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Why the home market is the kingmaker

August 27, 2010 16:15 IST

The good news is that India is hitting critical mass across product categories like mobile telephony, auto and consumer electronics, to name a few, writes Bhupesh Bhandari.

Comviva, a company owned by Bharti Enterprises, Cisco and Sequoia Capital, has come out with quite a few interesting applications for mobile phones.

One is for mobile banking in Vietnam. Banks there have mandated mobile operators to take deposits and disburse cash to people who don't have a bank account. The other is a virtual SIM for two service operators in Africa.

Thus, various members of a household can make do with one handset; all they need to do is punch in their SIM code.

It's an ideal solution for emerging markets, though it may take some time to launch in India. Every SIM card has a number which can be tracked by the security agencies; no such number is there on a virtual SIM. Once the authorities get round this problem, it could be sold in India as well.

For application developers like Comviva, opportunities have shown up across the world. Only 40 per cent of Comviva's revenue comes from India. What has helped is the large size of the Indian mobile market — over 600 million connections.

Developers started out by selling applications to Indian telecom service operators, gained size in double quick time, and now the world is their playground.

This drives home a crucial lesson: Companies gain a lot if the domestic market is sizeable. In other words, sectors which have a large market in the country are more likely to produce global winners.

Till some years ago, India was the flavour of the season in the market for generic pharmaceutical products. Why? The patent regime that obtained till 2005 respected only process patents and not product patents - and that too was rarely implemented with any sincerity.

What it meant was that Indian companies could produce any drug in the world so long as they used a new process. This made Indian attorneys excellent readers of patents and Indian chemists became excellent engineers of new processes.

This greatly helped Indian companies in the generic space in markets like the United States and Europe. Now others too have developed these skills.

It works in another way. Developing a new product from scratch can cost a lot of money. To recover that investment, the developer needs to sell the product in large numbers. Otherwise, it could be financial hara-kiri. This is where the domestic market comes handy.

Take the example of Mahindra & Mahindra. Its global ambitions are closely tied with its performance in India. Its cost of developing a new vehicle (sports utility vehicle or tractor) is about a third of multinational companies.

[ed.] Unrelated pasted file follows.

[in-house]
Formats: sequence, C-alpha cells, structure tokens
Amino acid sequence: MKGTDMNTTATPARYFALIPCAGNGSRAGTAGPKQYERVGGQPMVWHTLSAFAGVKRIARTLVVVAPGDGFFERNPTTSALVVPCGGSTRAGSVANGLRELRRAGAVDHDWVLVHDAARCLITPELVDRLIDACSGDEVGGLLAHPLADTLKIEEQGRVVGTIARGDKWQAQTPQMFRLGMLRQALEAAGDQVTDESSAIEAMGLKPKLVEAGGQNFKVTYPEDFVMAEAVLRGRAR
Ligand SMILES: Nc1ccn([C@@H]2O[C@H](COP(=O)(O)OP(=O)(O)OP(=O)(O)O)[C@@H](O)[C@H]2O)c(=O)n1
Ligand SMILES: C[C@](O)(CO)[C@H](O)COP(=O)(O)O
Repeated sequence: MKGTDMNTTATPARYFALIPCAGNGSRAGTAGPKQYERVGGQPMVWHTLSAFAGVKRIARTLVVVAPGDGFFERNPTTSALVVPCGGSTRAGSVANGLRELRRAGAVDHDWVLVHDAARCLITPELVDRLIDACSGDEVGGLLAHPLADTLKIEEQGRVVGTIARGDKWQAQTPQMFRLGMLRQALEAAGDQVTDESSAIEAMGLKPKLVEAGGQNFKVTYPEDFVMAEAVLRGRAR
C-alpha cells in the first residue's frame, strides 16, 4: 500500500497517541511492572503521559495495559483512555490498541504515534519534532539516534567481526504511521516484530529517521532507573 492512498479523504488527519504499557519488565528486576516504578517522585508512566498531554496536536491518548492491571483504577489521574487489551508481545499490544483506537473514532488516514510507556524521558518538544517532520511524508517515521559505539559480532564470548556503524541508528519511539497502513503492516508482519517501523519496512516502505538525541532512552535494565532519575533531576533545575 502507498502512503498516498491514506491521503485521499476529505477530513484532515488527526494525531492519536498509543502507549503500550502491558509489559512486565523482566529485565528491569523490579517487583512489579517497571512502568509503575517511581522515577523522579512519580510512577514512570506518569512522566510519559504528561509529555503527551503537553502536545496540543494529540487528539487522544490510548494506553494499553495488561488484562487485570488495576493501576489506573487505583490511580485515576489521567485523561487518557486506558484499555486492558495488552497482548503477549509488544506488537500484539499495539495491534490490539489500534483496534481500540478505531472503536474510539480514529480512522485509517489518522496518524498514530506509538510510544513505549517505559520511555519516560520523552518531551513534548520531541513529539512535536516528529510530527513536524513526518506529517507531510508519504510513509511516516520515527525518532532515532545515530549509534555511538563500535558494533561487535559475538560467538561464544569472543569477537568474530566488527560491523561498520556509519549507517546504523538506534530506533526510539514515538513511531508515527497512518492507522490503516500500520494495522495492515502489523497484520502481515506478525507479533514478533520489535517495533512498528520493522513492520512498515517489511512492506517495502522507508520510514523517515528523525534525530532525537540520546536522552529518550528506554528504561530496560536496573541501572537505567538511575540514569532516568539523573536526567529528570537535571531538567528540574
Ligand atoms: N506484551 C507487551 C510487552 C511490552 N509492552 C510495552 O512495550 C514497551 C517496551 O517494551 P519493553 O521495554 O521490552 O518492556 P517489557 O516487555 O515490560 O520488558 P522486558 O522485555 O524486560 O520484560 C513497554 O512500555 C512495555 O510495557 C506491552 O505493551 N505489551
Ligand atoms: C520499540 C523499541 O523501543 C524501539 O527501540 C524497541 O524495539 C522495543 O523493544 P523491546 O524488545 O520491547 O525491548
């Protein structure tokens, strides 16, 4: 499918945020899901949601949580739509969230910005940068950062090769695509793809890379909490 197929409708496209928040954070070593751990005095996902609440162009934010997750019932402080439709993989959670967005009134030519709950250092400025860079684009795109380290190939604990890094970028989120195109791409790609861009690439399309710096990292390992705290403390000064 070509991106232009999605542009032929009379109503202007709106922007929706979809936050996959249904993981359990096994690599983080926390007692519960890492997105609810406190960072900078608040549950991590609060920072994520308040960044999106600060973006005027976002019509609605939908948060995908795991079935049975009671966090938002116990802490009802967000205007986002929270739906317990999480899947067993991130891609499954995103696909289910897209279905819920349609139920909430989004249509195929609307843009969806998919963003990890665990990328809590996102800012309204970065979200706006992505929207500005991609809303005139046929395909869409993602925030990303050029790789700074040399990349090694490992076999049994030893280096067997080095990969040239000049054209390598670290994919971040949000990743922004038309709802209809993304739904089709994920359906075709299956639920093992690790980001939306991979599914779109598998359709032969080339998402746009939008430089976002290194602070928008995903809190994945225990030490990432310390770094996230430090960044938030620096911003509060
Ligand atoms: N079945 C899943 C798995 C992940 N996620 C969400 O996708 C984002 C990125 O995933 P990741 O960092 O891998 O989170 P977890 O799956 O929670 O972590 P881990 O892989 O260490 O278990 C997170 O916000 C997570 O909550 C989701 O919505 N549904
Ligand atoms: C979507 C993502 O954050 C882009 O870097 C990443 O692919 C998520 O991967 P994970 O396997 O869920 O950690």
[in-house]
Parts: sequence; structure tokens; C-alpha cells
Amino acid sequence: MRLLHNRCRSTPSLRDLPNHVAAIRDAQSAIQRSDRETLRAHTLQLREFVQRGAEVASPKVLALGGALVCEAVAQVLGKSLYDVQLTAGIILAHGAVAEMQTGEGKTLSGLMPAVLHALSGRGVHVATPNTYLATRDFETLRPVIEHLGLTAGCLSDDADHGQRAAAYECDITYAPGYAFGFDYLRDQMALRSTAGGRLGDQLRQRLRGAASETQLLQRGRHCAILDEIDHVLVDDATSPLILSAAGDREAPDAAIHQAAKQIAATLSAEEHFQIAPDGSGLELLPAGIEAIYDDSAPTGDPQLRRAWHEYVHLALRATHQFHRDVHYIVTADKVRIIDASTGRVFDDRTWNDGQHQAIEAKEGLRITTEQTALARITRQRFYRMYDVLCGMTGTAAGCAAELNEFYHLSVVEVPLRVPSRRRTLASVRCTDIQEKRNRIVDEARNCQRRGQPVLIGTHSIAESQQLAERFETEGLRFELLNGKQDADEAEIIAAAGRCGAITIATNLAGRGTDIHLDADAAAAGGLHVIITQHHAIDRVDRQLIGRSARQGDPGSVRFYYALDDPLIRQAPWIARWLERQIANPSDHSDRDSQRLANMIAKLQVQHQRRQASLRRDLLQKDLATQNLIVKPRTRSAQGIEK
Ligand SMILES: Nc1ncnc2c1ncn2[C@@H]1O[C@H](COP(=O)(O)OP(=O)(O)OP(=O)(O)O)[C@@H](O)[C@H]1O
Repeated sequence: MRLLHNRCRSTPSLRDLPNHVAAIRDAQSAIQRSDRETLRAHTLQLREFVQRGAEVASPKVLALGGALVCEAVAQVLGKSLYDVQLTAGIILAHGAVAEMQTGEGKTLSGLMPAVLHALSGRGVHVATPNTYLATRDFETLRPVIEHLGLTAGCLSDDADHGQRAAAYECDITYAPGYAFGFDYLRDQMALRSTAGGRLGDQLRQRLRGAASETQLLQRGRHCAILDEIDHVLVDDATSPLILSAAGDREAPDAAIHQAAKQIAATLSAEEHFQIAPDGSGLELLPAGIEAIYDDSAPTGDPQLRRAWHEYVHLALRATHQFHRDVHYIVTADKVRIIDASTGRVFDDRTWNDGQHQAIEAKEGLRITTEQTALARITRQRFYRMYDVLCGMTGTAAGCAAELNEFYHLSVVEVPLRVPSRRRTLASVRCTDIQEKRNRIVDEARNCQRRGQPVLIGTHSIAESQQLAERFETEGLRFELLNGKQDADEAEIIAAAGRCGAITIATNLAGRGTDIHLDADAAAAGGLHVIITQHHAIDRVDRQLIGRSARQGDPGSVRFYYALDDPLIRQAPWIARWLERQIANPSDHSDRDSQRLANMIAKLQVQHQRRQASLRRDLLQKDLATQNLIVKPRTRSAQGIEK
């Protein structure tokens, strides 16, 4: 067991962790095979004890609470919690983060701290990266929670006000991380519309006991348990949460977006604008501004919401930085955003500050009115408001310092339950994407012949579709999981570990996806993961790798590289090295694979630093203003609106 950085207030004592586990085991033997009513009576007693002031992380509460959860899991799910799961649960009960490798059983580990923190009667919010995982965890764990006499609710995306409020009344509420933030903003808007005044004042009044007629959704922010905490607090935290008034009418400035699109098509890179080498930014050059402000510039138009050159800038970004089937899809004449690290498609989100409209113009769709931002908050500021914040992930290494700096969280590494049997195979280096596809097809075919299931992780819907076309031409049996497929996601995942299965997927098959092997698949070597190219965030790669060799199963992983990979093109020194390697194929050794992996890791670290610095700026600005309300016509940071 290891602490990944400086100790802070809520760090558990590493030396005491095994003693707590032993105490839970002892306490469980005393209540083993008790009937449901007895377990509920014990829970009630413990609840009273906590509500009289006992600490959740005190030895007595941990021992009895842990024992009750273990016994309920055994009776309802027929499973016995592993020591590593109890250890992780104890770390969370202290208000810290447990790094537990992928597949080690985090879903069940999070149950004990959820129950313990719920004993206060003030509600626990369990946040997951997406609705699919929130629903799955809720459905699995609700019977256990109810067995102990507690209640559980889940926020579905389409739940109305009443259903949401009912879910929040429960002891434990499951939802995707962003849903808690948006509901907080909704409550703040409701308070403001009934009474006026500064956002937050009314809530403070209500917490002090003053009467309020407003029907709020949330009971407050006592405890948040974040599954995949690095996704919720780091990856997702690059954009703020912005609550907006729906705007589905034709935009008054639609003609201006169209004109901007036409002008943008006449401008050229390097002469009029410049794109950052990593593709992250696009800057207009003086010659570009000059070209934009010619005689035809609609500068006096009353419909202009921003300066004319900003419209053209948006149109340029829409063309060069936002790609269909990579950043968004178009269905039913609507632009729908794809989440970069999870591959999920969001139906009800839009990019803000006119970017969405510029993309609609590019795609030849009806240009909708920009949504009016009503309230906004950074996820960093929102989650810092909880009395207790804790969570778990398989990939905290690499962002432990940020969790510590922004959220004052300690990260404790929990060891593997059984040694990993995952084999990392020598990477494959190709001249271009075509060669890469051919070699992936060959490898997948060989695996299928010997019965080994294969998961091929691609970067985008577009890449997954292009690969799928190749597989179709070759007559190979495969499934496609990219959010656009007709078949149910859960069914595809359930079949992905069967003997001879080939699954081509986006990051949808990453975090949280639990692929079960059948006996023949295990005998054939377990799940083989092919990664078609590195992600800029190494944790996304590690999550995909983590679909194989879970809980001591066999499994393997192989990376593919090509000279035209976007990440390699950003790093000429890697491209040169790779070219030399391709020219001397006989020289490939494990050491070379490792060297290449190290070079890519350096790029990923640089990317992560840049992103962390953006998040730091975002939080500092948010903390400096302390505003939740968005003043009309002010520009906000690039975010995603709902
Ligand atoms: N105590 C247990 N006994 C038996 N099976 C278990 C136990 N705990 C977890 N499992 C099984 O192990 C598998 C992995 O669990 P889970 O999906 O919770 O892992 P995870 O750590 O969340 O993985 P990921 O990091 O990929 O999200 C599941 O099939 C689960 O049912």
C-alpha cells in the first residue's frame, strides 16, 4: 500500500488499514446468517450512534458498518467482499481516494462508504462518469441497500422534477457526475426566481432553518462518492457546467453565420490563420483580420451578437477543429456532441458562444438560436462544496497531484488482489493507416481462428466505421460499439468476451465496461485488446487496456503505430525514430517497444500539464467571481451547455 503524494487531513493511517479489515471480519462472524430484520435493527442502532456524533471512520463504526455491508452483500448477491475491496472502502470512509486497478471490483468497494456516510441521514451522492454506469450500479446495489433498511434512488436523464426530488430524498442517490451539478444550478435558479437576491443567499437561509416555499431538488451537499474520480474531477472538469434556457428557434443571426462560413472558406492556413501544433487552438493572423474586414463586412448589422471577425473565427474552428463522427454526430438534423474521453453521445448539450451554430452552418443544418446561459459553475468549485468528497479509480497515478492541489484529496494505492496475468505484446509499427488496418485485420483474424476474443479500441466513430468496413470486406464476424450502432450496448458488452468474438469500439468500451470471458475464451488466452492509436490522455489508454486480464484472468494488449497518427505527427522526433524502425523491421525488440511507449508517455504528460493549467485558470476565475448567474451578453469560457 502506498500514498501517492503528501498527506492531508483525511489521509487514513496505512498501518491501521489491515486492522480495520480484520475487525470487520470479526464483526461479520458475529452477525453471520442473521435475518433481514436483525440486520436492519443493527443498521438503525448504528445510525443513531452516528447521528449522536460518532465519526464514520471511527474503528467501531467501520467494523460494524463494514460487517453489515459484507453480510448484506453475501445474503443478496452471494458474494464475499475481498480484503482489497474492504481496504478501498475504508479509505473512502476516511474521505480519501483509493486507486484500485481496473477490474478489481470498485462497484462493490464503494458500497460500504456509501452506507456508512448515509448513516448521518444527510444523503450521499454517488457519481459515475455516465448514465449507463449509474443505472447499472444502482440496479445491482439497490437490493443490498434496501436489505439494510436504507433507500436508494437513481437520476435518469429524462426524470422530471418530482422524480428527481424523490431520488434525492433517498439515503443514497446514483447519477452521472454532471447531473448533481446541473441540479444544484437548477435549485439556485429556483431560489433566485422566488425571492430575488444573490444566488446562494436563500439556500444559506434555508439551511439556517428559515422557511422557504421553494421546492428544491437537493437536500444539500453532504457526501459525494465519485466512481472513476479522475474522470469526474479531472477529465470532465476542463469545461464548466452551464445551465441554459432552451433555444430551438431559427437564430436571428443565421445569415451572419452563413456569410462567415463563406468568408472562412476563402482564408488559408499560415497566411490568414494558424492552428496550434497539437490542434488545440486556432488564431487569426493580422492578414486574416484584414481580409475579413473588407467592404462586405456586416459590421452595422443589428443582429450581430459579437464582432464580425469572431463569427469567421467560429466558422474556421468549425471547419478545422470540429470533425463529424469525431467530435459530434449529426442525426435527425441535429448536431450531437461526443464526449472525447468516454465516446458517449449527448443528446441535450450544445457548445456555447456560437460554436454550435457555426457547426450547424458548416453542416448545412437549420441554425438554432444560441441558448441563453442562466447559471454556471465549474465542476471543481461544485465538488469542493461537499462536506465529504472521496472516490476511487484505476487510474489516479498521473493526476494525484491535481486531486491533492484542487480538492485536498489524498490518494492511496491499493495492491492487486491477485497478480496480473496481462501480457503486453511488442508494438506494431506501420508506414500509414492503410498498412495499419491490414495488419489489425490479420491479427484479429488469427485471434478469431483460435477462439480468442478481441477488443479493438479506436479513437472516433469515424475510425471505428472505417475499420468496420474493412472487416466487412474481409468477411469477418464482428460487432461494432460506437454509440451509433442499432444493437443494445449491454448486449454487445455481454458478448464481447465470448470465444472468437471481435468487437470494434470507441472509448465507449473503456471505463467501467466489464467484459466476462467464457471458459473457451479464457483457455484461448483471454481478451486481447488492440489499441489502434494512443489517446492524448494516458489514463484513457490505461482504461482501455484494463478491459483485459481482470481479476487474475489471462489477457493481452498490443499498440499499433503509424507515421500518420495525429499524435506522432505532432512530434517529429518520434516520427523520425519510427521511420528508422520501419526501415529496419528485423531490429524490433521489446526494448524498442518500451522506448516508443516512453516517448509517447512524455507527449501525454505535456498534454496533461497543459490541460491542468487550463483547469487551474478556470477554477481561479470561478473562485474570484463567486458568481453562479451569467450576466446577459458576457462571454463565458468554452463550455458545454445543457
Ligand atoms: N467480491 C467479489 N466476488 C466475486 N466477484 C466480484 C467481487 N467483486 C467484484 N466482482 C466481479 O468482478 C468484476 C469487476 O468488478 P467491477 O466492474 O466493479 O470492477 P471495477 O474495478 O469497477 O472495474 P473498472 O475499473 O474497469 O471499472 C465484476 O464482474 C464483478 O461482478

Still, it knows that it can develop these products only if it can sell in large numbers in India. Otherwise, the investment cannot be justified. The fly in the ointment is that the Indian and mature overseas markets are at different points on the evolution curve.

The SUVs and tractors sold there are bigger and more powerful than what sells in India. There is no way that the same product can satisfy customers here and there. So, the company has to tread carefully.

Conversely, why have Indian information technology companies not been able to develop a healthy pipeline of products? They provide services to most of the top corporations of the world, and have earned valuable foreign exchange and invaluable goodwill for the country. But why have they failed to develop products of any significance?

Management gurus say this is because the domestic market never had the size to support such work. As a result, Indians have remained where they were some years ago. Or, why are Indian real estate developers not able to deliver affordable houses the world over? That's because it calls for industrial-size ventures, as aggregation at such a high level drives down costs sharply.

This is happening in China. But projects in India are of a much smaller size. In Shanghai, for example, over 250,000 apartments are built in a year. The National Capital Region of Delhi, in the current boom, will not see more than 70,000 new apartments.

The good news is that India is hitting critical mass across product categories like mobile telephony, automobile and consumer electronics, to name a few. The most exciting space perhaps is automobiles. India has broken into the ranks of the top dozen car markets of the world.

It is, of course, the number-one market for two-wheelers. Look at some of the other numbers as well: India buys and sells more tractors than any other country, is the third-largest truck market in the world, and the largest in small goods carriers of one tonne and below. Is this driving innovation? Sure.

The Nano wouldn't have happened if India was a small market. Or, take the example of small goods carriers. In no other country will you see such a range of products in this category. Tata Motors revolutionised it with the Ace.

Mahindra & Mahindra developed a whole new small truck, the Gio, for as little as Rs 25 crore! This surely must be a world record. These are all innovations that can easily be taken to other emerging markets. Size does help.

Bhupesh Bhandari
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